Welcome to the Hope Shot where I will explore mental health and addiction recovery from the perspective of the eight dimensions of wellness - Mental, Emotional, Physical, Spiritual, Social, Vocational, Occupational and Financial. It is my personal belief that every person has an incredible potential to grow in each of these areas. The key is understanding how to tap into it and realize one's goals.
Tuesday, August 30, 2016
The Patience (and Perseverance) of Job
"O that I might have my request,
and that God would grant my desire;
that it would please God to crush me,
that he would let loose his hand and cut me off!
This would be my consolation;
I would even exult in pain unsparing;
for I have not denied the words of the Holy One.
6 v 8-10
When I think back on the days of the past when I was in the
throes of active addiction and suffering terribly from bipolar disorder I often
felt tortured by the madness I endured. The mania I had was often short-lived
and was accompanied by delusional thinking that resulted in grandiose messianic
beliefs. The crash that followed was in many ways just as debilitating.
Depression and hopelessness led to thoughts of suicide. There were occasions
where I could not bear living this way, only wishing for a way out. Death
seemed like the best option.
But despite all of the pain endured I never turned my back
on my Higher Power. And God never turned God’s back on me. I’ve heard many
stories of people who have either blamed God due to their unfortunate circumstances
of being cursed with such afflictions and have thus denied God’s existence.
In the biblical Book of Job, the story is about someone who
endures trial after trial, and was tested by God who allowed Satan to attack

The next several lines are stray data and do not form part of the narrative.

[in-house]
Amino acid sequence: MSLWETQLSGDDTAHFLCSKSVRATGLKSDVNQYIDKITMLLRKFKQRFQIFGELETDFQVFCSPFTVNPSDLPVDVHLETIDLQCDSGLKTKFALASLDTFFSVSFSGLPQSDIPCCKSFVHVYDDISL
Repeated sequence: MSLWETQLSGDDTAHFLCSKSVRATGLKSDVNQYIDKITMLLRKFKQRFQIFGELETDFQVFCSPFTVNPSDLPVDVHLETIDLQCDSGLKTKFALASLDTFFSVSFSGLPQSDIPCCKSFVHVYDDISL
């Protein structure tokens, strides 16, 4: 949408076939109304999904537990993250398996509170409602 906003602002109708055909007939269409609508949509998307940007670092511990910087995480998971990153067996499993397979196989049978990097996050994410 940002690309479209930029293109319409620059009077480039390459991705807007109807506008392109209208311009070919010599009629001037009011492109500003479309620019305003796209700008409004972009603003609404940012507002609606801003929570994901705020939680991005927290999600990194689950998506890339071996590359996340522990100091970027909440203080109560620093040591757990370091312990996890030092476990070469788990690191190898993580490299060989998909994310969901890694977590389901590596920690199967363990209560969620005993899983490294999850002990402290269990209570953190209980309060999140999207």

him. Through Job’s trials, all is lost including his health, his wife even
tells him to curse God and commit suicide, but he remains strong and faithful, “Through
all this Job did not sin nor did he blame God.” (1:22).
I chose (and sill choose) to believe otherwise. In my
darkest times I recall praying to have my suffering relieved. Now, this could have
something to do with my religious upbringing. But I now believe that I needed
prayer to alleviate my mental and emotional pain. Prayer was the starting point
I recall the two times I was hospitalized at the Buffalo
Psychiatric Center. The conditions were very difficult to endure. The other
patients suffered from a wide variety of severe mental disorders. I was
uncertain what the future would hold for me. Would I remain in this institution
for years like some of the others?
There was one particular young man who I recall was dealing
with persistent psychosis. He would walk around the day room spelling his name.
That’s it. I asked one of the aides what had happened to him and the aide
responded that the patient had “taken too much acid.” This alarmed me,
considering that I had dabbled in psychedelics myself in the past.
So when I was there I would pray. Hard. Some would call
them “foxhole prayers,” but it was more than that. I sincerely wanted to be
relieved from my condition.
I was eventually discharged and was, by the grace of God,
able to return to school. But this was not the end of the line for my BP
symptoms. I continued to abuse substances and had more hospitalizations at the
Erie County Medical Center. It was a very confusing time for me. I struggled
with my illness but I did not lose faith. And I did not blame God.
One of the primary characteristics of my journey to mental
wellness has been patience and persistence. Mind you, like I said, I had times
of doubt however I never gave up. I attribute this to a combination of belief
in God, a viable support system, hard work, and being willing to step out of my
comfort zone. Slowly but surely I began to see results.
When I eventually stopped using substances in 1988 my
symptoms subsided considerably. I still had to endure two more hospitalizations
(in 1989 and 1995) but I was able to achieve the life I had always prayed for. Since
that last episode I have not had to endure any further significant mental
In the end, I believe that our lives, whether they be intertwined
with mental illness, addiction, or not, can be enhanced by our relationship
with the God of our understanding. It is through this relationship that we are
able to endure the pain and struggle life brings. This is what perseverance is